Housing authorities are competitively selected for HOPE VI grants based on many factors including the effectiveness and project readiness of their revitalization plans. HUD gives recipients the flexibility to develop revitalization plans that meet their local needs. Among other criteria, grantees are also awarded funds based on the capacity of the housing authority and its development team to administer and manage completion of the revitalization effort; the severity of physical distress of the development; the ability of the housing authority to supplement the HOPE VI grant with funding from other sources, private, state or local government; the ability to provide supportive services to displaced residents; and the proposed green development and energy efficiency strategies.
HUD's mission is to create strong, sustainable, inclusive communities and quality affordable homes for all. HUD is working to strengthen the housing market to bolster the economy and protect consumers; meet the need for quality affordable rental homes: utilize housing as a platform for improving quality of life; build inclusive and sustainable communities free from discrimination; and transform the way HUD does business. More information about HUD and its programs is available on the Internet at www.hud.gov and espanol.hud.gov.
Grant Summary: Charlotte, NC - Boulevard Homes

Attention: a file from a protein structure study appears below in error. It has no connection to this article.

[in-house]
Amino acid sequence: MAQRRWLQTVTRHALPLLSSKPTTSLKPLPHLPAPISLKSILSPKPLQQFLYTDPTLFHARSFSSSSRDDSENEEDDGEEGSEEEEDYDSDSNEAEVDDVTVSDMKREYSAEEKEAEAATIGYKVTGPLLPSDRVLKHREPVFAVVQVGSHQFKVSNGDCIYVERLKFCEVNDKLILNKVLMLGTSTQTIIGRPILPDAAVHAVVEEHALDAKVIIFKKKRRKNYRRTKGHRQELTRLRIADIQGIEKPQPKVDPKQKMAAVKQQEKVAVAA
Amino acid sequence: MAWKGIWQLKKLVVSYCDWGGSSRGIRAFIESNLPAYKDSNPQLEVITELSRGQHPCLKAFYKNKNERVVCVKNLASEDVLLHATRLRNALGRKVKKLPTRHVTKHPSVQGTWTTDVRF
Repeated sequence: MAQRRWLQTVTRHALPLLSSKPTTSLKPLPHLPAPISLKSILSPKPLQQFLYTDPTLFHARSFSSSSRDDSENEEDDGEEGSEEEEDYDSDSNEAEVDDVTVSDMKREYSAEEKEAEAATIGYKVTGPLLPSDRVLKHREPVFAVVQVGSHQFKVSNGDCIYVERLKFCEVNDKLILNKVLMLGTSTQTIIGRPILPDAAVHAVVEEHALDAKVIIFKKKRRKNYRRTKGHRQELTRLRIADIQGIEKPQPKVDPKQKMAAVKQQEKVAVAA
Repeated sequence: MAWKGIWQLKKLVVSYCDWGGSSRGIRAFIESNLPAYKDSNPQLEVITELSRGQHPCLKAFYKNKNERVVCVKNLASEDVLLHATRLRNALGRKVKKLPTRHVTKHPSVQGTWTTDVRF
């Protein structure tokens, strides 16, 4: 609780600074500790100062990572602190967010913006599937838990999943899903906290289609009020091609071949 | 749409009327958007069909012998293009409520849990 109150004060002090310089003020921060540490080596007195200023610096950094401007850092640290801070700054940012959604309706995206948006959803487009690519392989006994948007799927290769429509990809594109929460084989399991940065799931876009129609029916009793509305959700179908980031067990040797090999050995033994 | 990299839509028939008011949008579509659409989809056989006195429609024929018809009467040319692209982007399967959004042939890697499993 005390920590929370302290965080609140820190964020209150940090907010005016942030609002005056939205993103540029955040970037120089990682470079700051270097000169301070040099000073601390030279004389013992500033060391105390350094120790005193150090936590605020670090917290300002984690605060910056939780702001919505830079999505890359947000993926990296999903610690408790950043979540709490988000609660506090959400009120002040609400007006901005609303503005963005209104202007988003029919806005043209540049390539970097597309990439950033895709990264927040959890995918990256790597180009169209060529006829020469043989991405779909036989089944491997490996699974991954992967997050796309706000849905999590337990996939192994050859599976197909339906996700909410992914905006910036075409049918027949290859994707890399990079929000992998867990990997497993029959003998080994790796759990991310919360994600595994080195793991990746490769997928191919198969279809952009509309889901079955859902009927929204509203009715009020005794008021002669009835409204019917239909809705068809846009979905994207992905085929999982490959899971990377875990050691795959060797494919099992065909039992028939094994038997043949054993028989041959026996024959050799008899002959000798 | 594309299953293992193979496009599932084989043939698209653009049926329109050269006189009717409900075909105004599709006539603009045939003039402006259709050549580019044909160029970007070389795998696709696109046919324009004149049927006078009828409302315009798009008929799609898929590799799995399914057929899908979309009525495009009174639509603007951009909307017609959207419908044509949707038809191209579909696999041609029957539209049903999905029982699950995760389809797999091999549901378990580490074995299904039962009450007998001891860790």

The Charlotte Housing Authority will receive a FY 2009 HOPE VI Revitalization grant in the amount of $20.9 million which will enable CHA to revitalize the Boulevard Homes public housing development. This would be CHA's fifth HOPE VI Revitalization grant. The revitalization project is currently comprised of 301 distressed units, all of which will be demolished. Boulevard Homes will be replaced with a total of 902 units. Of this total, there will be 233 units of public housing/Low-Income Housing Tax Credit (LIHTC) rental units, 172 LIHTC-only rental units, 365 project-based voucher and other subsidized units, and 132 market rate rental units. Of these units, 630 will be family units and 272 will be elderly units. The units will be split between 332 on-site and 570 off-site. Community and Supportive Services (CSS) will also be provided to all impacted families. This unique revitalization development is centered on an innovative "Educational Campus" that directly responds to the needs of the children, the residents of Boulevard Homes, and the surrounding community. The Educational Campus will house a K-8 school, an early childhood development center, a community center, and provide links to the community college.